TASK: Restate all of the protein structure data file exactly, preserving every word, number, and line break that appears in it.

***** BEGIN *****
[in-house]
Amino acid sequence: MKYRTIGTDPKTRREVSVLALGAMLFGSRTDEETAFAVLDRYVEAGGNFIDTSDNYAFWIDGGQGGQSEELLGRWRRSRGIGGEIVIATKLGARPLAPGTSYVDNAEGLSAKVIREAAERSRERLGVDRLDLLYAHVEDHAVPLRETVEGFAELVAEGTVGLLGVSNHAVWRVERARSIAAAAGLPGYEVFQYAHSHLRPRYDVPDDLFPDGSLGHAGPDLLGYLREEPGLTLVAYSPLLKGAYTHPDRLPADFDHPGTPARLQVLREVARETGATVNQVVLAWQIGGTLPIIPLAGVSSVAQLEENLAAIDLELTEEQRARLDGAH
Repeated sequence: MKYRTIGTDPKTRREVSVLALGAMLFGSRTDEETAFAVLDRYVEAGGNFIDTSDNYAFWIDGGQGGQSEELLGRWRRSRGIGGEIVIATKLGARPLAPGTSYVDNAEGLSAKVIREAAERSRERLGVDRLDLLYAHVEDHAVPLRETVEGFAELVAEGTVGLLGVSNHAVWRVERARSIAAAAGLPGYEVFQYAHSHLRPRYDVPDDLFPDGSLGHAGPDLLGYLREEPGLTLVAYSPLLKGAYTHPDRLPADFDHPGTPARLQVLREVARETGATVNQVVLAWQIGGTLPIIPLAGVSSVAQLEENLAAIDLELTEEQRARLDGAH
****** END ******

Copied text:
[in-house]
Amino acid sequence: MKYRTIGTDPKTRREVSVLALGAMLFGSRTDEETAFAVLDRYVEAGGNFIDTSDNYAFWIDGGQGGQSEELLGRWRRSRGIGGEIVIATKLGARPLAPGTSYVDNAEGLSAKVIREAAERSRERLGVDRLDLLYAHVEDHAVPLRETVEGFAELVAEGTVGLLGVSNHAVWRVERARSIAAAAGLPGYEVFQYAHSHLRPRYDVPDDLFPDGSLGHAGPDLLGYLREEPGLTLVAYSPLLKGAYTHPDRLPADFDHPGTPARLQVLREVARETGATVNQVVLAWQIGGTLPIIPLAGVSSVAQLEENLAAIDLELTEEQRARLDGAH
Repeated sequence: MKYRTIGTDPKTRREVSVLALGAMLFGSRTDEETAFAVLDRYVEAGGNFIDTSDNYAFWIDGGQGGQSEELLGRWRRSRGIGGEIVIATKLGARPLAPGTSYVDNAEGLSAKVIREAAERSRERLGVDRLDLLYAHVEDHAVPLRETVEGFAELVAEGTVGLLGVSNHAVWRVERARSIAAAAGLPGYEVFQYAHSHLRPRYDVPDDLFPDGSLGHAGPDLLGYLREEPGLTLVAYSPLLKGAYTHPDRLPADFDHPGTPARLQVLREVARETGATVNQVVLAWQIGGTLPIIPLAGVSSVAQLEENLAAIDLELTEEQRARLDGAH